Saturday, July 24, 2010

Bare Cupboards, Full Bellies, Fatter Wallets

After my last post, SnowyWhite commented that she would like to know some tips about how to shop to aim for an empty fridge at the start of the next shopping week. Thanks, for asking, SnowyWhite!

This topic is something that I've really struggled with. I hated tossing things out. So much so that I would wait until I had gone shopping again and, while the ice cream was melting and the milk was sweating, I would toss the fridge so fast that I wouldn't have time to feel the guilt about all the things I was throwing out.

Just toss toss toss, place new items in fridge, admire fridge and how neat and clean and, well, edible everything looked and vow not to waste anything from this week's shopping. Needless to say, that wasn't really the best strategy. I had to think more about what I was buying and using- or in that case, not using.

First is the thing everyone tells you- menu plan. Oh how my eyes glaze over when I think about menu planning. It is a necessary evil, though. It keeps you on track at the store so you don't spend more than you need to as well as it keeps you on track during the week to know what you are meant to be making that night.

One of the things I hated about menu planning is that I would set out which days to have what dinners. When that day came and I just didn't feel like eating that thing, I would want to bail on the plan. Takeout, anyone?

Now, I just make a plan and I use it with more fluidity. I can have whatever dinner I want for that night and I don't feel like I've deviated from the list.

One thing that I've been experimenting with the last few weeks is the idea of a main dinner staple. My thoughts were that making a lot of one versatile thing that could be used in different ways for different meals would keep my budget reasonable and the dinners varied and more streamlined.

Two weeks ago, I made a tray of roasted veggies- eggplant, zucchini, bell peppers, and onions. I used them in a veggie pasta with a white sauce one night (and leftovers another night) and then as a topping for a homemade pizza another night. They also made great veggies for the boys to have for their meals, too.

Last week, my staple item was chicken cutlets on sale from the grocery store. I breaded and baked a tray of them. I had them first with potatoes and then second with sauce and cheese as chicken Parmesan. Both ways made leftovers and they were completely different dishes.

With half of dinner already precooked, it was much easier to stay on track for eating all of the food I had purchased.

So, menu planning, one staple item.....what else?

Of course, another oldie- making a list. Making a list does a few things for you. It keeps you from deviating and spending too much at the store, it makes certain that you buy everything you meant to buy to fulfill your menu plan, and it makes sure that you don't end up with a cart full of drinks one day- and hardly any food- just because you were really thirsty while shopping.


Anyway, yes. A list helps you make sure that you have all the ingredients and all the side dishes to make your meals. It helps make sure that you don't double buy because you make the list at home where you can check your stocks. You also have the opportunity to ask Husband if there is anything special he'd like that you would never think of- or remember.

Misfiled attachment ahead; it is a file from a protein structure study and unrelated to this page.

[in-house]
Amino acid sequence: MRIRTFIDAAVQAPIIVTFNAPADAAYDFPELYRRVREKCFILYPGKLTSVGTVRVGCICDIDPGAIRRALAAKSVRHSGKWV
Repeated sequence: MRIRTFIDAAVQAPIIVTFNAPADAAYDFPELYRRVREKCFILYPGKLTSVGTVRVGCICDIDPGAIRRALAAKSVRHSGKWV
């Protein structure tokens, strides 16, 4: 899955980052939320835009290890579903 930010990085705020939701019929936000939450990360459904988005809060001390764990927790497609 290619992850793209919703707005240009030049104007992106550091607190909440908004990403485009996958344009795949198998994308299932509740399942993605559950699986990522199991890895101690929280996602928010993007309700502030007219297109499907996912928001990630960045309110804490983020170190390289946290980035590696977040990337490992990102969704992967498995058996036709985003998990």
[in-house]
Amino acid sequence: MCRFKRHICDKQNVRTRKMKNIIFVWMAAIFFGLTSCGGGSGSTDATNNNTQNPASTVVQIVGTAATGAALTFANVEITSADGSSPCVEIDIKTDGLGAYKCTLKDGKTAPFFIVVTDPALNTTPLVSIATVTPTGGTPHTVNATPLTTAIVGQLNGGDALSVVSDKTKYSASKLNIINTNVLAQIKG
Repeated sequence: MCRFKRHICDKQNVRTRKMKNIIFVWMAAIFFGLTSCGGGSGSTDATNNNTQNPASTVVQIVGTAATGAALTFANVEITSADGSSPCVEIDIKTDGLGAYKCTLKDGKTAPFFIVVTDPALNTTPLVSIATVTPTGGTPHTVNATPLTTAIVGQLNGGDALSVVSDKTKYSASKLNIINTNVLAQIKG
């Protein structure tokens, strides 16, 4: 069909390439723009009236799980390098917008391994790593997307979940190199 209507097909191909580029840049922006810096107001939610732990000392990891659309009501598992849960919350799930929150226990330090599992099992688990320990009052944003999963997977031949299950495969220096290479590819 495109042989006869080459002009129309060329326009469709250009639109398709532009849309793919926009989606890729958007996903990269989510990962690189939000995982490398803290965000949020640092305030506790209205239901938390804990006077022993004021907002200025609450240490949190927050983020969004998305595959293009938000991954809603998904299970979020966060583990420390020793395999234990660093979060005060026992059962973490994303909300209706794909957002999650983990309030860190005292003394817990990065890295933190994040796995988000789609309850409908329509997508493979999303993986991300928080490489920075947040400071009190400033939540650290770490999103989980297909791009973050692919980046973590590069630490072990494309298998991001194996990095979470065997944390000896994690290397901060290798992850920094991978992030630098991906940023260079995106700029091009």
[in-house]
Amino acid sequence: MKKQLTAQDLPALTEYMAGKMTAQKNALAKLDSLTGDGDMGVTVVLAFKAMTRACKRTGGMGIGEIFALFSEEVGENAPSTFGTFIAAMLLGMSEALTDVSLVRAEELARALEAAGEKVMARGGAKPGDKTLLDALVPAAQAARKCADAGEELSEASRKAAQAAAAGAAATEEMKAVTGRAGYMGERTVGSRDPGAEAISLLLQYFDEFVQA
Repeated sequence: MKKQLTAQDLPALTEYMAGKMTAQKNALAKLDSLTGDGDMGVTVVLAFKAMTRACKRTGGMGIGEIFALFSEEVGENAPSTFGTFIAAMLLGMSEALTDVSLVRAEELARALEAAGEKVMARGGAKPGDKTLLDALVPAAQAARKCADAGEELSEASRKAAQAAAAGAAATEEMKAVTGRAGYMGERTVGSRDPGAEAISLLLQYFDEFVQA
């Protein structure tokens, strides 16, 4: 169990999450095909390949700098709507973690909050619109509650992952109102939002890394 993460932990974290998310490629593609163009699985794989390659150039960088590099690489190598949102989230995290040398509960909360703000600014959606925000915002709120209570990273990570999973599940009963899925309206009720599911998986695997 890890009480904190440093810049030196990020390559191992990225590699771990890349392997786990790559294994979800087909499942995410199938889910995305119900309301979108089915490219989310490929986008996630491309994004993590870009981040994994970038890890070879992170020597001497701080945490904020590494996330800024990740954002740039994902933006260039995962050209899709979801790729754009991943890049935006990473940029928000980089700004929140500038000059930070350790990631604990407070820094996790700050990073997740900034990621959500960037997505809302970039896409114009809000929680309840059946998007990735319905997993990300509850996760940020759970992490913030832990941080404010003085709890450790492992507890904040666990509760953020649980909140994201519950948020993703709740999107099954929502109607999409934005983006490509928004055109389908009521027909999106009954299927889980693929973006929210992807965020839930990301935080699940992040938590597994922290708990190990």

One other thing that helps me is to plan fewer meals than you have days of the week. Planning for and buying 7 days worth of dinners sets you up to buy much more food than you need. I always plan at least one, usually two, leftover days during the week. It saves work and makes sure that you eat what you already have rather than reinventing the wheel every. single. night.

You can make it fresher by buying an extra side dish to make with the leftover entree. Sometimes that's all you need to perk up leftovers. Or, whip up a batch of bread sticks or some homemade salad dressing to liven things up a little.

Lastly, and this might be the most important, LOOK in your fridge. Trying to remember what you have in there might not be terribly effective. How many times have you peeked in there and said "oh, I forgot about so-and-so"? But, by then it's dried out, molded, or just otherwise inedible. It ends up as part of the toss fest during the next grocery haul.

Looking in the fridge and seeing the fruit you need to eat (or plan something to use it for) and how much milk you have left (if you need to dream up some recipe to use it in) or the veggies that might be ready to go off (you can toss them in your future soup bag in the freezer).

The more you keep out of the trash, the more goes in your belly and the more cash you can keep in your wallet!


  1. Great tips! Another thing that helps me make dinner easier each day and to plan is using my crockpot. I use it at least 3-4 days a week and it is a HUGE time saver for me. The prep is usually quick and can be done when the baby is napping then I only have the side(s) to make when its ready. I buy large bags of frozen chicken breast and hamburger meat at Costco for additional savings and its a time saver because I always have it on hand. (If you'd like any recipes let me know!) Meal planning also helps me with couponing too, I have a larger stock of things on hand and really only have to shop whats for on sale that week and the basics. Thanks for sharing your ideas!

  2. As a ridiculous coupon and deal freak, I have a goal of one day purchasing a chest freezer for my garage, where I can stockpile plenty of frozen meats, fruits, etc., that I have purchased at rock-bottom prices. This way, I can create stockpiles of those wonderful fresh foods, in addition to all the other household items that don't spoil when saved.